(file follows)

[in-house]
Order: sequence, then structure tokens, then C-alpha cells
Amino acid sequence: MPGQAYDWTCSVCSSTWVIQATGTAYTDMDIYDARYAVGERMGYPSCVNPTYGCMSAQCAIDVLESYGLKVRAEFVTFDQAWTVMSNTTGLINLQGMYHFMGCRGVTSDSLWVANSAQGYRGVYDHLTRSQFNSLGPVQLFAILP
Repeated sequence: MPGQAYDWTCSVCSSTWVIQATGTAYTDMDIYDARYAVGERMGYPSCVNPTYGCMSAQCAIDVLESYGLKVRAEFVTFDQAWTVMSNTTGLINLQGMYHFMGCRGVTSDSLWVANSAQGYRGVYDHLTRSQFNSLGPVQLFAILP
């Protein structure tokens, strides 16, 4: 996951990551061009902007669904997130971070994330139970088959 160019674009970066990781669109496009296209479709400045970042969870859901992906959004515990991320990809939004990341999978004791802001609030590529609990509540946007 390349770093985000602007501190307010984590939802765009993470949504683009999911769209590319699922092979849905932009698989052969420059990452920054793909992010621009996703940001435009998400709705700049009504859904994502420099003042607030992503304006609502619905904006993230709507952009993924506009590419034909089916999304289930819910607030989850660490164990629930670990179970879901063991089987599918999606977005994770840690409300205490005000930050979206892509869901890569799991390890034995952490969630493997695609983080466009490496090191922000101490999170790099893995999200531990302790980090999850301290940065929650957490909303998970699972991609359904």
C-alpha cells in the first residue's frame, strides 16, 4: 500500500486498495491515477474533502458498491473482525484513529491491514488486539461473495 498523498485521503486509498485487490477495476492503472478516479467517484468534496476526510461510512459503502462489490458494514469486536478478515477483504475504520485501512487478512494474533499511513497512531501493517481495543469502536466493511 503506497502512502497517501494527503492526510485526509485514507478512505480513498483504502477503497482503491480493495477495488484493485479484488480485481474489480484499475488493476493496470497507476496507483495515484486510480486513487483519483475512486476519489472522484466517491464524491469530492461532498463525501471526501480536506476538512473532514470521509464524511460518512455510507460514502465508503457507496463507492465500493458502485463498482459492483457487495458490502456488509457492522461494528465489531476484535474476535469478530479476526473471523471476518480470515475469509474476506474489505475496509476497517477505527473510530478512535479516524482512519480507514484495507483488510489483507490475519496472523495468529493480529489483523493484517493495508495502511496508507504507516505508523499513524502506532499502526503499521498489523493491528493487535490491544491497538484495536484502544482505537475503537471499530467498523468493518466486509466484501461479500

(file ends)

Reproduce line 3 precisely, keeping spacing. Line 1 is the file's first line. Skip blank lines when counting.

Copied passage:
Amino acid sequence: MPGQAYDWTCSVCSSTWVIQATGTAYTDMDIYDARYAVGERMGYPSCVNPTYGCMSAQCAIDVLESYGLKVRAEFVTFDQAWTVMSNTTGLINLQGMYHFMGCRGVTSDSLWVANSAQGYRGVYDHLTRSQFNSLGPVQLFAILP